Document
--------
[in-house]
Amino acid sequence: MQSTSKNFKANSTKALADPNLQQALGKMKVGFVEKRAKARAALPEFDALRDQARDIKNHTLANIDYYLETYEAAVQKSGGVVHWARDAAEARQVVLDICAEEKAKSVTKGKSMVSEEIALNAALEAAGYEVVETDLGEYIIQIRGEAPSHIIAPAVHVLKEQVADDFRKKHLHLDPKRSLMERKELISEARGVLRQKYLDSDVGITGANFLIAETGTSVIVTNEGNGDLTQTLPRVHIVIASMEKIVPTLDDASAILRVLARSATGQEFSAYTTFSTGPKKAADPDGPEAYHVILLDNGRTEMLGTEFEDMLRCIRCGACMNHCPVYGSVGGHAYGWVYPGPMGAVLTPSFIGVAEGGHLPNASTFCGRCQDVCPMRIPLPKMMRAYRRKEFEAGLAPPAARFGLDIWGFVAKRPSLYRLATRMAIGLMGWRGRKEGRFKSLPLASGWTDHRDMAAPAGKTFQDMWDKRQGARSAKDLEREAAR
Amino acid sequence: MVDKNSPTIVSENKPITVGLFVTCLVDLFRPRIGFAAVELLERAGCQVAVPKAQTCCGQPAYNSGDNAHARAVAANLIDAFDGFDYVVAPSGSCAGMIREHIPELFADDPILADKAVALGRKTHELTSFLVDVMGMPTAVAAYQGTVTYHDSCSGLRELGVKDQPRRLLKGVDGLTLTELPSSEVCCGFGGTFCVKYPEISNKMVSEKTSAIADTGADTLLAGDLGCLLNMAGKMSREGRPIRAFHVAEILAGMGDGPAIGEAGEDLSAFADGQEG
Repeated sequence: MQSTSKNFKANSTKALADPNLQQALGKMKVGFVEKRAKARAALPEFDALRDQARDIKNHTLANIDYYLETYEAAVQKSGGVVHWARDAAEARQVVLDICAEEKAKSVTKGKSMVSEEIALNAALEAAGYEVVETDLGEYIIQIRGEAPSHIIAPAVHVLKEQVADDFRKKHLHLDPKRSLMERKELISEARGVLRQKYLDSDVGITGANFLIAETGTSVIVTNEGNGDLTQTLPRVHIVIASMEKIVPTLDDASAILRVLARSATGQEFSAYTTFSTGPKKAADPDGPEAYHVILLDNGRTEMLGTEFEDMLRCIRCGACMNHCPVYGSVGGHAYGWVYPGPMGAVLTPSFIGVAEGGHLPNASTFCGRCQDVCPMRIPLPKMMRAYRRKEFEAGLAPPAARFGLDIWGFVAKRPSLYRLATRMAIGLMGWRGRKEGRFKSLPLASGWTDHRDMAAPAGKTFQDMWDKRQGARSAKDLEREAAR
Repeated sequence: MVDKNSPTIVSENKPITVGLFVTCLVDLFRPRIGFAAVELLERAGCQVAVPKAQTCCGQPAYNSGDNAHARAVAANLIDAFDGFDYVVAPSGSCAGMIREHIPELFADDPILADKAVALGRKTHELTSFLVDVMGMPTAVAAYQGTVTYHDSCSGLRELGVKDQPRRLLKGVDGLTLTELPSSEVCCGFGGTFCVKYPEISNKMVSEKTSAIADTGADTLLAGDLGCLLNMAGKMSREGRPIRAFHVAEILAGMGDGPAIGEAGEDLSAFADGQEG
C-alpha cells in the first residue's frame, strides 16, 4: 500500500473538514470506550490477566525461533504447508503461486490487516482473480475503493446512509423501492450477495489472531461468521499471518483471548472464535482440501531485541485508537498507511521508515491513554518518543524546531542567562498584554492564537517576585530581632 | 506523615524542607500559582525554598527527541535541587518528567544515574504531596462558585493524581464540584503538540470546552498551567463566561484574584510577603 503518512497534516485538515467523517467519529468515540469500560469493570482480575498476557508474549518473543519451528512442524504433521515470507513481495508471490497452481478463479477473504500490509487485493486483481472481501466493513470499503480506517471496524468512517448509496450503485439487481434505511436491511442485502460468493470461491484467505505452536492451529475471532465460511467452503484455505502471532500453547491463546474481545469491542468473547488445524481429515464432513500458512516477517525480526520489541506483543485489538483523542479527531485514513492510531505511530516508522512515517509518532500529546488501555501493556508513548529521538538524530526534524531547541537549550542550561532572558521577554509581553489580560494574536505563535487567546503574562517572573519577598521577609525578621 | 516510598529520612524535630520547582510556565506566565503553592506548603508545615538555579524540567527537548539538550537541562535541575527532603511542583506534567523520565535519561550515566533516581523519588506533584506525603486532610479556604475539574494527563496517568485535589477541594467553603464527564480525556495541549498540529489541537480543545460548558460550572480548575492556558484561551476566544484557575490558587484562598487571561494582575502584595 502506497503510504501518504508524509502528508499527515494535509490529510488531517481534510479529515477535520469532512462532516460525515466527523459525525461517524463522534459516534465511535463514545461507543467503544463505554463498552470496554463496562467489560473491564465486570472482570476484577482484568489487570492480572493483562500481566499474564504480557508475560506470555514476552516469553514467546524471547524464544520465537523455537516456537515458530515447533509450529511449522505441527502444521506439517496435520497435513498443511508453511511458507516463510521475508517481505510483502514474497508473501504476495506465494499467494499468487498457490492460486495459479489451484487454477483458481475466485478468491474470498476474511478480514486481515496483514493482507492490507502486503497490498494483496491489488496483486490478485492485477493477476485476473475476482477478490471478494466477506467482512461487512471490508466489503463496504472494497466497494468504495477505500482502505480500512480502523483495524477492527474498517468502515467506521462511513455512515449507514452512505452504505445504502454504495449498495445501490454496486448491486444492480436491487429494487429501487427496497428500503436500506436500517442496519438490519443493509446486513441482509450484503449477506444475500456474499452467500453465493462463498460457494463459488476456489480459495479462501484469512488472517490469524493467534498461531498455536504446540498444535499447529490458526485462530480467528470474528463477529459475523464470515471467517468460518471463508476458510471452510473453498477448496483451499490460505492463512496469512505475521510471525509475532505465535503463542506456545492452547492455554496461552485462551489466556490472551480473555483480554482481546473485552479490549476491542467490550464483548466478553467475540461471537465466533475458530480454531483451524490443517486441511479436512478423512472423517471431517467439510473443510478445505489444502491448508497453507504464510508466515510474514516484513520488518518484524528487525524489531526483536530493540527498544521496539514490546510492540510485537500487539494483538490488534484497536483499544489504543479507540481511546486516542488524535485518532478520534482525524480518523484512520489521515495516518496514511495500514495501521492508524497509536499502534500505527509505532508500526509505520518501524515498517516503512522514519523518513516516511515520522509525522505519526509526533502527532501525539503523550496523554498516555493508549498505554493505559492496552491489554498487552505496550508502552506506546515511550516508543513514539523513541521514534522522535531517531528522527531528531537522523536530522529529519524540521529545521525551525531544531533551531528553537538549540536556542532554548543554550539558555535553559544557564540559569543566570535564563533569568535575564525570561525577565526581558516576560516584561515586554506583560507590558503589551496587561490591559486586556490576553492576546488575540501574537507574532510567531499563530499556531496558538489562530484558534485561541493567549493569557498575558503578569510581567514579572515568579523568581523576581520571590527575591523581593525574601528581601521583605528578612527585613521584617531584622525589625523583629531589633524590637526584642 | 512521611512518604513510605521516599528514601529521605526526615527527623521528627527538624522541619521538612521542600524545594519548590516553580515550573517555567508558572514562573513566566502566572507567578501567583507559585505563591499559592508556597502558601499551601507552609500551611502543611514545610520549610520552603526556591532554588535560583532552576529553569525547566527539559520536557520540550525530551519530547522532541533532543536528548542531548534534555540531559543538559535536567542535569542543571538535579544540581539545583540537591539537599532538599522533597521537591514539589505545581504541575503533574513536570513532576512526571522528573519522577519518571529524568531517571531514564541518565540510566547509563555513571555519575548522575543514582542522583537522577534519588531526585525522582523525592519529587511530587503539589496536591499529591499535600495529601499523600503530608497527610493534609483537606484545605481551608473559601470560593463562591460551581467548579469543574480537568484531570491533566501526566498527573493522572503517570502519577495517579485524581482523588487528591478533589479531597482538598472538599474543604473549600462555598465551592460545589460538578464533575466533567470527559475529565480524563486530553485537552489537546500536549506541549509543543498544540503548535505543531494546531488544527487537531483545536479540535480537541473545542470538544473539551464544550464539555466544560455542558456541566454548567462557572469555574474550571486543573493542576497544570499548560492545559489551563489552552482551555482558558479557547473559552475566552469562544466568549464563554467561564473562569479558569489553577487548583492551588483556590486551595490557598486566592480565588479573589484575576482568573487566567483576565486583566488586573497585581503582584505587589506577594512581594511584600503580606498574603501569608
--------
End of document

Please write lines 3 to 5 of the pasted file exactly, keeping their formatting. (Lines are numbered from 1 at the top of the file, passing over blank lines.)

Amino acid sequence: MVDKNSPTIVSENKPITVGLFVTCLVDLFRPRIGFAAVELLERAGCQVAVPKAQTCCGQPAYNSGDNAHARAVAANLIDAFDGFDYVVAPSGSCAGMIREHIPELFADDPILADKAVALGRKTHELTSFLVDVMGMPTAVAAYQGTVTYHDSCSGLRELGVKDQPRRLLKGVDGLTLTELPSSEVCCGFGGTFCVKYPEISNKMVSEKTSAIADTGADTLLAGDLGCLLNMAGKMSREGRPIRAFHVAEILAGMGDGPAIGEAGEDLSAFADGQEG
Repeated sequence: MQSTSKNFKANSTKALADPNLQQALGKMKVGFVEKRAKARAALPEFDALRDQARDIKNHTLANIDYYLETYEAAVQKSGGVVHWARDAAEARQVVLDICAEEKAKSVTKGKSMVSEEIALNAALEAAGYEVVETDLGEYIIQIRGEAPSHIIAPAVHVLKEQVADDFRKKHLHLDPKRSLMERKELISEARGVLRQKYLDSDVGITGANFLIAETGTSVIVTNEGNGDLTQTLPRVHIVIASMEKIVPTLDDASAILRVLARSATGQEFSAYTTFSTGPKKAADPDGPEAYHVILLDNGRTEMLGTEFEDMLRCIRCGACMNHCPVYGSVGGHAYGWVYPGPMGAVLTPSFIGVAEGGHLPNASTFCGRCQDVCPMRIPLPKMMRAYRRKEFEAGLAPPAARFGLDIWGFVAKRPSLYRLATRMAIGLMGWRGRKEGRFKSLPLASGWTDHRDMAAPAGKTFQDMWDKRQGARSAKDLEREAAR
Repeated sequence: MVDKNSPTIVSENKPITVGLFVTCLVDLFRPRIGFAAVELLERAGCQVAVPKAQTCCGQPAYNSGDNAHARAVAANLIDAFDGFDYVVAPSGSCAGMIREHIPELFADDPILADKAVALGRKTHELTSFLVDVMGMPTAVAAYQGTVTYHDSCSGLRELGVKDQPRRLLKGVDGLTLTELPSSEVCCGFGGTFCVKYPEISNKMVSEKTSAIADTGADTLLAGDLGCLLNMAGKMSREGRPIRAFHVAEILAGMGDGPAIGEAGEDLSAFADGQEG